The Bank of International Settlements has got one thing right
Quantitative Easing has reached its limits and cannot help to stimulate economic growth. QE is a busted flush. But why is the BoIS still pushing the austerity pathway? - it should be obvious that austerity cannot lead to sustained economic growth because there is a demand crisis within every major Western capitalist country. The mealy-mouthed statement that the short term pain is worth the long term gain simply flies in the face of reality - we have been in recession for five years, with little sigh of any sustained and vigorous growth which could have been expected by now. Living standards in most capitalist countries are falling for the majority of the population, dramatically so in some Euro Zone ones. To push for 'financial consolidation' at this juncture is irresponsible and probably self-defeating, as our experience shows - government debt is still growing, despite, or perhaps because of, Osborne's public expenditure cuts. Only fiscal expansion, focused on capital investment, will stimulate the economy enough to start to reduce unemployment, raise living standards, and increase consumer demand. What law of government or economics says central banks must at some point sell the bonds they purchased with QE money, This system is not your credit card, QE was used to lower interest rates , give liquidity to banks and lower the interest burden on government debt, and the mortgage market. If every overseas investor decides to sell their bonds and rates jumped up ,so what that liquidity is what is needed ,and the fed has unlimited fiat money to set any rate it wants. Meanwhile, The European Central Bank is already looking ahead. European leaders recently decided to make the ECB partially responsible for keeping tabs on the health of the Continent's banks. And
according to Euro Group head Jeroen Dijsselbloem, the Frankfurt-based institution is taking the job seriously. "Now, the ECB is going to look deep into the books and will involve external, independent experts. It is clear to the ECB that its credibility will be harmed if it doesn't make precise checks," Dijsselbloem said in an interview with four European newspapers on Wednesday, including the German daily Süddeutsche Zeitung. "Because as soon as the ECB takes over the central monitoring role over Europe's banks, it becomes responsible." The European Union tasked the ECB with keeping an eye on banks in the bloc late last year and preparations have been underway since then. Starting in the autumn of 2014, the central bank of the common currency zone will begin monitoring the euro area's largest financial institutions. Should they be unable to prove their financial health before then, however, unwinding them and shutting them down could be an option. That, though, has become the most controversial element of the banking union plan. On Wednesday, disagreement flared between the European Commission and Germany over who will have the final say when it comes to restructuring wobbly banks. A proposal by Commissioner Michel Barnier, who is in charge of the financial regulation portfolio on Europe's executive body, called for the Commission to have final decision making powers on which banks get restructured.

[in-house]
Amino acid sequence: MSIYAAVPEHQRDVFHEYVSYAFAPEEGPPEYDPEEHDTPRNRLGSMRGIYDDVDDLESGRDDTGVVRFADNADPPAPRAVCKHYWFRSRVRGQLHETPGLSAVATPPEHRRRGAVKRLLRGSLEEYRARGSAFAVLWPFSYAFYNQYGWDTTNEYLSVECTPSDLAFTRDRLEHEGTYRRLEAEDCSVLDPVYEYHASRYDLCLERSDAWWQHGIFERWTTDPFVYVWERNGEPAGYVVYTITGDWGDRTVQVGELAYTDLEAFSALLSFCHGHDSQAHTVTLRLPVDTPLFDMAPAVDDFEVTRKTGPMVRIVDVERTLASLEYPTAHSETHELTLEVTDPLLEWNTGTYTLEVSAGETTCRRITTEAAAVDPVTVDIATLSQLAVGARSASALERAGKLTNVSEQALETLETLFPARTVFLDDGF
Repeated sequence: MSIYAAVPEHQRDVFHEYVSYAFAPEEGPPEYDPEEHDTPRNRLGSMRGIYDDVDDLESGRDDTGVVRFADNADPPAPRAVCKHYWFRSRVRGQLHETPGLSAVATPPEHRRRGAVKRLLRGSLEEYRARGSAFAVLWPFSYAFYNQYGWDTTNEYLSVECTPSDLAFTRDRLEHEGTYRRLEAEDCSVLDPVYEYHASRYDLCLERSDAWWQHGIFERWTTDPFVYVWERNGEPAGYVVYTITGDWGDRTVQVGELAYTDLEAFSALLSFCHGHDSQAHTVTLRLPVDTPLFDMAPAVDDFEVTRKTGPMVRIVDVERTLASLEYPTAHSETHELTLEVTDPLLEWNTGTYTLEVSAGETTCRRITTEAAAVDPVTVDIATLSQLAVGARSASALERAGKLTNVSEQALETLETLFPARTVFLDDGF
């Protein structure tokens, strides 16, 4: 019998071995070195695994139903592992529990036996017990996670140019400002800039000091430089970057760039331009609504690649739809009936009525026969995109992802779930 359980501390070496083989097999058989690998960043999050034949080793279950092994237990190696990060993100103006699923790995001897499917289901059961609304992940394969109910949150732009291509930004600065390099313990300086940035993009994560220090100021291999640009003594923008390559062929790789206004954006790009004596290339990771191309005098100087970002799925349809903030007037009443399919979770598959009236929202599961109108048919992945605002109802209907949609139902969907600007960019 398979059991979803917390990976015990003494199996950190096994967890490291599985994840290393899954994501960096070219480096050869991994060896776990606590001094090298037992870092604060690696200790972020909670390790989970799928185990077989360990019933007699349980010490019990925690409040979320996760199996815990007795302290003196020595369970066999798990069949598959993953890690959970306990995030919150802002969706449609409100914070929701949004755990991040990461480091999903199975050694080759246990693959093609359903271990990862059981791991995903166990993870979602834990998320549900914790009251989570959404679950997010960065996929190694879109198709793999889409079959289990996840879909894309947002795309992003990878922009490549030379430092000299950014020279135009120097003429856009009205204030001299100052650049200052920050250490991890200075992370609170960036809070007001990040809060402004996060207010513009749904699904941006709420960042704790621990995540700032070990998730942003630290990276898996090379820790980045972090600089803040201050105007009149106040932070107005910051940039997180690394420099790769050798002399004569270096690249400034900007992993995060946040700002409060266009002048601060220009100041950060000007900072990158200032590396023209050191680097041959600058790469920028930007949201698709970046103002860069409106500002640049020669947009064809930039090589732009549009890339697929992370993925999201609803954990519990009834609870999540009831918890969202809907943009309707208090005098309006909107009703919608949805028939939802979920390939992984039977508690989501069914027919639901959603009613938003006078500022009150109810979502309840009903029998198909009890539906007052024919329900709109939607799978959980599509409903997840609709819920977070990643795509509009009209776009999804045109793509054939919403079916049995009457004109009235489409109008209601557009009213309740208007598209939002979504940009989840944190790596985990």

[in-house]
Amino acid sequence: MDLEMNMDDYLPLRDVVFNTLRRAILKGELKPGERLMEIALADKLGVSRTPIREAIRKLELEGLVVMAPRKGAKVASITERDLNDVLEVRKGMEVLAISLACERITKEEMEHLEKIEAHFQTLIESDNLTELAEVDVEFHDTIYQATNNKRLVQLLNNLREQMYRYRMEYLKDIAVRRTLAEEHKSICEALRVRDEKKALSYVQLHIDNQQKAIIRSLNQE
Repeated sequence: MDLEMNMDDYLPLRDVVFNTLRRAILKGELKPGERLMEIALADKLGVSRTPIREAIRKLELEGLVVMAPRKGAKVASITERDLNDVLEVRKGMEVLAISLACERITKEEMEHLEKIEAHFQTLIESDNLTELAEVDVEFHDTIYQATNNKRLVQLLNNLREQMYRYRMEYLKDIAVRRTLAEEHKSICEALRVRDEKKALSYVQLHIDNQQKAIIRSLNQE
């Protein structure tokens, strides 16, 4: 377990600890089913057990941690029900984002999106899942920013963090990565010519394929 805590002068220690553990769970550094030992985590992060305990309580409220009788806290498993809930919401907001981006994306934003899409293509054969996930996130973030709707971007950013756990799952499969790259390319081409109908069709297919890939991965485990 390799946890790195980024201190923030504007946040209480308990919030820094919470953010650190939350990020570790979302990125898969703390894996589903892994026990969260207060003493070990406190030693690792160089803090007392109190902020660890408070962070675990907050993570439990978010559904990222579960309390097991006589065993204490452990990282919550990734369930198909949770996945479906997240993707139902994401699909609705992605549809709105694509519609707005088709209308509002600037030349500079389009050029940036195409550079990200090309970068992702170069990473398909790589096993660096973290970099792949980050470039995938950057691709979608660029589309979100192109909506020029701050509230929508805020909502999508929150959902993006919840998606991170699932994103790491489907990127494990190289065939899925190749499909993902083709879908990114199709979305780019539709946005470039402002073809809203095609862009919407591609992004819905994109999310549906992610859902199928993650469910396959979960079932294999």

There will only be one thing standing when the FT passes.
The FT is the “financial tsunami”. No it’s not bonds. No it’s not equities. No it’s not gold. No it’s not commodities. No it’s not oil. No its not Euro, Yen or Sterling.
It is the Big One! It’s US DOLLARS in cash. Date: 19/07/2013
Mircea Halaciuga, Esq. 040724581078 http://risc-managment.webs.com/